France has questioned the EU executive's sharp criticism of its decision to expel several Roma since July this year
A furious row between France and the European Union’s executive over French expulsions targeting Roma immigrants overshadowed an EU foreign policy summit on Thursday, officials said.
Documents leaked in the French press at the weekend appeared to show that France deliberately targeted Roma for expulsion as part of a wider crackdown on illegal migrants, and then tried to hide the fact from the EU’s executive, the European Commission.
“Of course, we were discussing (the issue) in the corridors before and after the first part of the meeting ... The atmosphere was serious: we do have problems, admittedly, but I would not say I saw lots of tension in the room,” said European Parliament head Jerzy Buzek after talks with EU leaders and foreign ministers. EU law allows members to expel citizens of other EU countries who threaten public order or do not have enough money to live on. But it specifically outlaws any policy or action based on ethnic identity.
The French leaks sparked an explosive war of words between Brussels and Paris. At the height of the row, Commission Vice-President Viviane Reding indirectly compared the situation to events during World War II and said she was convinced the French move broke EU law.
Both comments provoked outrage in France, where officials said that it was the role of the French government, not the commission, to interpret EU law.
German Chancellor Angela Merkel also criticized Reding’s implied comparison with the war, during which France’s Vichy regime deported thousands of Roma to Nazi death camps. On Wednesday, Reding apologized for the specific comment, but stuck by her general criticism.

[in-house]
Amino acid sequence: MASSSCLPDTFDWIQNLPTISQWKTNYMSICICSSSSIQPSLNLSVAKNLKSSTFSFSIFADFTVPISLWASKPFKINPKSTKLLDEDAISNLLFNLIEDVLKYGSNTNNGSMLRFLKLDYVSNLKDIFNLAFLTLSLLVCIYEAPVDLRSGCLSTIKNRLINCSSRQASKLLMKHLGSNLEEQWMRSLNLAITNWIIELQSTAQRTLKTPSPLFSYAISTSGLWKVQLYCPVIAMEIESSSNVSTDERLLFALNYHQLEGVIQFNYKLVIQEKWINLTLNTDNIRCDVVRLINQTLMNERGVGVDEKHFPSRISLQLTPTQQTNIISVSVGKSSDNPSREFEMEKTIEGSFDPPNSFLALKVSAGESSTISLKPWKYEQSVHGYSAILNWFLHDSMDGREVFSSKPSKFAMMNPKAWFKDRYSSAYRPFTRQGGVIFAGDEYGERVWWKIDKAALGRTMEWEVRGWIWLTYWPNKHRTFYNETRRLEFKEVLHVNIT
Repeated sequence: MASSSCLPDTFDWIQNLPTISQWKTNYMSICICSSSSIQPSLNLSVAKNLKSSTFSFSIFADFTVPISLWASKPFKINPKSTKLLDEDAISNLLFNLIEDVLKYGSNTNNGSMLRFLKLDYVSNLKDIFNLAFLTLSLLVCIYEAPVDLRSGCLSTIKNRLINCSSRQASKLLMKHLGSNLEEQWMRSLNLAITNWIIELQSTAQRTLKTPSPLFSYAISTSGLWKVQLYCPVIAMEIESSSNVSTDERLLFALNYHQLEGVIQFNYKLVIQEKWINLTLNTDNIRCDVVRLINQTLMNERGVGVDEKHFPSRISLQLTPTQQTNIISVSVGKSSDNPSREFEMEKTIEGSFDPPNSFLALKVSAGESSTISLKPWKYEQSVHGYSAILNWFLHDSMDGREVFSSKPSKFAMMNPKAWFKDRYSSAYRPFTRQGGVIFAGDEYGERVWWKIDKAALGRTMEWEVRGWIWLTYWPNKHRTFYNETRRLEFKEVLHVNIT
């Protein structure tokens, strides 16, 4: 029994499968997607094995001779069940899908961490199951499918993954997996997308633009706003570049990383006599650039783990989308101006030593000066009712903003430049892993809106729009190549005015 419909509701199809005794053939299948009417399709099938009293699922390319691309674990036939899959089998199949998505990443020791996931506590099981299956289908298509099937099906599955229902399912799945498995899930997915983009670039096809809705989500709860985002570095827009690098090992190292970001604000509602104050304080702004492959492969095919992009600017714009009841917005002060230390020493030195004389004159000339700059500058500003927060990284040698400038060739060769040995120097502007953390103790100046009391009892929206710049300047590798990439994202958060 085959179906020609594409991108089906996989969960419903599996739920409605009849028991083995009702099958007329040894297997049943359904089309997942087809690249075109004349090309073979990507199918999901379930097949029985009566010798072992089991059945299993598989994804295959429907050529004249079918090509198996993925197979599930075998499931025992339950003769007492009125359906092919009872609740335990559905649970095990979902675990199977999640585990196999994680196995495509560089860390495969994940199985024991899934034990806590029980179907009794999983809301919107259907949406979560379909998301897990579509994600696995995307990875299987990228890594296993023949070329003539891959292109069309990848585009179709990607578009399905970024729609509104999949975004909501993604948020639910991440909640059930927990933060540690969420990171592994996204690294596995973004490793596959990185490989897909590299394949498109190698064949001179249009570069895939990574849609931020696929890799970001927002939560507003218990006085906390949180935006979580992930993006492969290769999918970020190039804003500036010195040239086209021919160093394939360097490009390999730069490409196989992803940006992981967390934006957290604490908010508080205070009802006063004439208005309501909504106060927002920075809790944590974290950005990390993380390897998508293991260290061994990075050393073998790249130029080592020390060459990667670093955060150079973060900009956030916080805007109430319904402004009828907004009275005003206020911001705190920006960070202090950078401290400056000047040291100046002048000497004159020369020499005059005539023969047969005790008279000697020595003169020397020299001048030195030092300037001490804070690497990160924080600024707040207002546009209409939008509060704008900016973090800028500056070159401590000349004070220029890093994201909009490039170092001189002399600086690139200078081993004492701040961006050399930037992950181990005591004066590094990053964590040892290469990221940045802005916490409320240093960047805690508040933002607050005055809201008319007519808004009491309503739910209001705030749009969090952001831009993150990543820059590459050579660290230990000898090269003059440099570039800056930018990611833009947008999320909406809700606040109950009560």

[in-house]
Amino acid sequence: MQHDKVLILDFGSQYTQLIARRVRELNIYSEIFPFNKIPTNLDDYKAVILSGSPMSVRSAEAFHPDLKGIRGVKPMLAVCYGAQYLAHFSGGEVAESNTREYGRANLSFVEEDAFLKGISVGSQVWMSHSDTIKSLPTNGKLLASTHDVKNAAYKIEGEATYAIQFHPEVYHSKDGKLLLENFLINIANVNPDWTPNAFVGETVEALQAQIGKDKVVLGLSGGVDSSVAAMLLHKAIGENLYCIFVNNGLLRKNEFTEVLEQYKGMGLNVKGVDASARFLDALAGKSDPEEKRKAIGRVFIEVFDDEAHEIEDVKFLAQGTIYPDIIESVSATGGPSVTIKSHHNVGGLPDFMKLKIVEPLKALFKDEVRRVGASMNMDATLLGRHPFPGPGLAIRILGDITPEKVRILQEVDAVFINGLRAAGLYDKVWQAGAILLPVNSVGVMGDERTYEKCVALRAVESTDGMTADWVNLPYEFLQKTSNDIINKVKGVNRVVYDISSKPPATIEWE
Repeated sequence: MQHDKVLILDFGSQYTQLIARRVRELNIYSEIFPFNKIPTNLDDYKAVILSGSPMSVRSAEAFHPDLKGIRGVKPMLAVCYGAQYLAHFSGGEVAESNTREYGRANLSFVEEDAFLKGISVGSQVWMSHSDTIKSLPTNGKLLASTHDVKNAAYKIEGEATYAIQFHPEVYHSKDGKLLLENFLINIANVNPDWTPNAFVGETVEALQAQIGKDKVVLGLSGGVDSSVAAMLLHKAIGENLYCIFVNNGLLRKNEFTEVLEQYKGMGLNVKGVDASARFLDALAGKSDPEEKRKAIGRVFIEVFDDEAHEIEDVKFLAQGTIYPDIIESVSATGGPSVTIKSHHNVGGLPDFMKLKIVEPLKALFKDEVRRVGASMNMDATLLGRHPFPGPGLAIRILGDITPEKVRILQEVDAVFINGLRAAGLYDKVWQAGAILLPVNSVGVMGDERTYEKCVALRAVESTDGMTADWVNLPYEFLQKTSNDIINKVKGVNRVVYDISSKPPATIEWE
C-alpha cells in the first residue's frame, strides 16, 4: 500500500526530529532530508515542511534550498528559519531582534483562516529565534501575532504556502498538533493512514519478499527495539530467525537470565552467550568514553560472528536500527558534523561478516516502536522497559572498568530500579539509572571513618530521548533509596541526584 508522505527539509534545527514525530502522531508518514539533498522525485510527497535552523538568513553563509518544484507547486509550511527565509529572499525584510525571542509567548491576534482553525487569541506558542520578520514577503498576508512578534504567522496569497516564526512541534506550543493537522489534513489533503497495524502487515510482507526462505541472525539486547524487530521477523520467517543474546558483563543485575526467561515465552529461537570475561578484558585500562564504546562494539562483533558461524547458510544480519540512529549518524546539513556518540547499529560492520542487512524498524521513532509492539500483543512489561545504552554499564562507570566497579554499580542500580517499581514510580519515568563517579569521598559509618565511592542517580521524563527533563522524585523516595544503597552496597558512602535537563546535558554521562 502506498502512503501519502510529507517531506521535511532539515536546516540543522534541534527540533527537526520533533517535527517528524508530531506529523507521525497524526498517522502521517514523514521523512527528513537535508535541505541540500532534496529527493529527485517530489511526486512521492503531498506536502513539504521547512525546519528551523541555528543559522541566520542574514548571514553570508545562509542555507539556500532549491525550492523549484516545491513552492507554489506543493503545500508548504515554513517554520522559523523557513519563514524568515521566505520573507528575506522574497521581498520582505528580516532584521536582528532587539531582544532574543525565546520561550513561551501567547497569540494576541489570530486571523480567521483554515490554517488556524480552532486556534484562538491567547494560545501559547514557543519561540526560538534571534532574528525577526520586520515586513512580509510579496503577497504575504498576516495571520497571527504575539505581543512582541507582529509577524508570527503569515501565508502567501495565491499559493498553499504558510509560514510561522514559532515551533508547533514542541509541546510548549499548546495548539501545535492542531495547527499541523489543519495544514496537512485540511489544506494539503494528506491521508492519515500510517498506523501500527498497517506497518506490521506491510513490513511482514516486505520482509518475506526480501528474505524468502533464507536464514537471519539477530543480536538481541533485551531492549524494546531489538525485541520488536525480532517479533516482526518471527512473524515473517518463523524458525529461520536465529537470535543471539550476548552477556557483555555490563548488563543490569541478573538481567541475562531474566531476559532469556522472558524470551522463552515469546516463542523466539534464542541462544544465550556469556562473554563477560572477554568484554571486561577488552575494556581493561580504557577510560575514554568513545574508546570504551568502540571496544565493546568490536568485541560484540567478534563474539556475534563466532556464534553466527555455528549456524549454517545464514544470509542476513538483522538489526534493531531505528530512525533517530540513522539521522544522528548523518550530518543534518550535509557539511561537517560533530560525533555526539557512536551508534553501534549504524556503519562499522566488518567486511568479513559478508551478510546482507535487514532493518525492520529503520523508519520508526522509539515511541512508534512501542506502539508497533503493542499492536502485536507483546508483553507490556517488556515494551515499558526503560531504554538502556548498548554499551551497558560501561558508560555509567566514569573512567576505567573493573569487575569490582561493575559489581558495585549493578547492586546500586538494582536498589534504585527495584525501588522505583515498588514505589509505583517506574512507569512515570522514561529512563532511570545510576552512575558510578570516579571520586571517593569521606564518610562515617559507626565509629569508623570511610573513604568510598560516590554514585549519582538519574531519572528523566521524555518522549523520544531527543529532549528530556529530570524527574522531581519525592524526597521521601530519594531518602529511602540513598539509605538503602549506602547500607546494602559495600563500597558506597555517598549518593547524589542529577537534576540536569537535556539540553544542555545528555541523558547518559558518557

But the French insistence that Paris, not Brussels, interpret EU law also drew fire from other EU states. Under EU rules, it is the commission which is tasked with enforcing EU rules.
“It looks like the French think there’s one rule for them and one for everybody else,” one diplomat who asked not to be identified told the German Press Agency.
EU officials at the meeting said that the Roma issue was likely to be raised over the summit lunch, either by French President Nicolas Sarkozy or by Italian Prime Minister Silvio Berlusconi, whose government has implemented similar Roma crackdowns in the past.
Formally, the summit was intended to discuss the EU’s relationship with major foreign powers such as China, India and the United States.
It was not expected to propose any major initiatives, but rather to sketch out the main lines for future policies.
“The EU is punching below its weight ... We simply do not do enough strategic thinking,” the chairman of the meeting, HermanVan Rompuy, said in his opening remarks.
In parallel to the main meeting, EU foreign ministers approved for signature a free trade deal with South Korea after Italy dropped a veto in return for a six—month delay in the treaty’s implementation.
They were also set to debate reducing trade tariffs on imports from Pakistan to help it recover from this summer’s devastating floods.
Diplomats said that bothBritish Prime Minister David Cameron and the EU’s foreign policy chief, Catherine Ashton, were pushing for generous action, but that some other member states were resisting out of fears for their own domestic producers.
dpa bn alv ncs Author:BenNimmo 161038 GMT Sep 10